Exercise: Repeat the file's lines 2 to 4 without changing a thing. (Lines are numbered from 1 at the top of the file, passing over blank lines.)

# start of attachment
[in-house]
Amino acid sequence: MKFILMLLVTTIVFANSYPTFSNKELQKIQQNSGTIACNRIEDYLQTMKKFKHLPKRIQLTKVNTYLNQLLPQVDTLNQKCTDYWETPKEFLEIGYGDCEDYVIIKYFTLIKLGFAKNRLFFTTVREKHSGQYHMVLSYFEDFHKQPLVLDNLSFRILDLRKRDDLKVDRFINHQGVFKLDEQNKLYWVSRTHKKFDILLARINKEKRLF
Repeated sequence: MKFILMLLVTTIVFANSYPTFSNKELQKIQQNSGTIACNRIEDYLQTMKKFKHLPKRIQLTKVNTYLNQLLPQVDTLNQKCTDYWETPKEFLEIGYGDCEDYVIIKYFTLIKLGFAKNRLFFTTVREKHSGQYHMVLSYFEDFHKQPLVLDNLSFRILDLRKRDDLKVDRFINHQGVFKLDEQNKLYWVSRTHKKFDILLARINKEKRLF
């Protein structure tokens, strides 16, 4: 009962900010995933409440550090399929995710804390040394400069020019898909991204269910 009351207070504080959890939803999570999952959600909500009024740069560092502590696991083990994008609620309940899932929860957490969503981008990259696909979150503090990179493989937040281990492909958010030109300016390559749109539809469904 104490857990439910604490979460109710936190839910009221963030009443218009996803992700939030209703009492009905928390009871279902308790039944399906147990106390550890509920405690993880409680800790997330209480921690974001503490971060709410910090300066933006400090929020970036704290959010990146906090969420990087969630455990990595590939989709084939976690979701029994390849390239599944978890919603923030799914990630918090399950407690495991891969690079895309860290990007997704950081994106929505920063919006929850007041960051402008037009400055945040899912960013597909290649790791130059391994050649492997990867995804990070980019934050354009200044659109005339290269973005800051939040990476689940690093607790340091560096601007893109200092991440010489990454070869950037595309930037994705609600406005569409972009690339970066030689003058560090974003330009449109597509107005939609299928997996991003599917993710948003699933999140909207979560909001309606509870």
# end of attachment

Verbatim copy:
Amino acid sequence: MKFILMLLVTTIVFANSYPTFSNKELQKIQQNSGTIACNRIEDYLQTMKKFKHLPKRIQLTKVNTYLNQLLPQVDTLNQKCTDYWETPKEFLEIGYGDCEDYVIIKYFTLIKLGFAKNRLFFTTVREKHSGQYHMVLSYFEDFHKQPLVLDNLSFRILDLRKRDDLKVDRFINHQGVFKLDEQNKLYWVSRTHKKFDILLARINKEKRLF
Repeated sequence: MKFILMLLVTTIVFANSYPTFSNKELQKIQQNSGTIACNRIEDYLQTMKKFKHLPKRIQLTKVNTYLNQLLPQVDTLNQKCTDYWETPKEFLEIGYGDCEDYVIIKYFTLIKLGFAKNRLFFTTVREKHSGQYHMVLSYFEDFHKQPLVLDNLSFRILDLRKRDDLKVDRFINHQGVFKLDEQNKLYWVSRTHKKFDILLARINKEKRLF
């Protein structure tokens, strides 16, 4: 009962900010995933409440550090399929995710804390040394400069020019898909991204269910 009351207070504080959890939803999570999952959600909500009024740069560092502590696991083990994008609620309940899932929860957490969503981008990259696909979150503090990179493989937040281990492909958010030109300016390559749109539809469904 104490857990439910604490979460109710936190839910009221963030009443218009996803992700939030209703009492009905928390009871279902308790039944399906147990106390550890509920405690993880409680800790997330209480921690974001503490971060709410910090300066933006400090929020970036704290959010990146906090969420990087969630455990990595590939989709084939976690979701029994390849390239599944978890919603923030799914990630918090399950407690495991891969690079895309860290990007997704950081994106929505920063919006929850007041960051402008037009400055945040899912960013597909290649790791130059391994050649492997990867995804990070980019934050354009200044659109005339290269973005800051939040990476689940690093607790340091560096601007893109200092991440010489990454070869950037595309930037994705609600406005569409972009690339970066030689003058560090974003330009449109597509107005939609299928997996991003599917993710948003699933999140909207979560909001309606509870």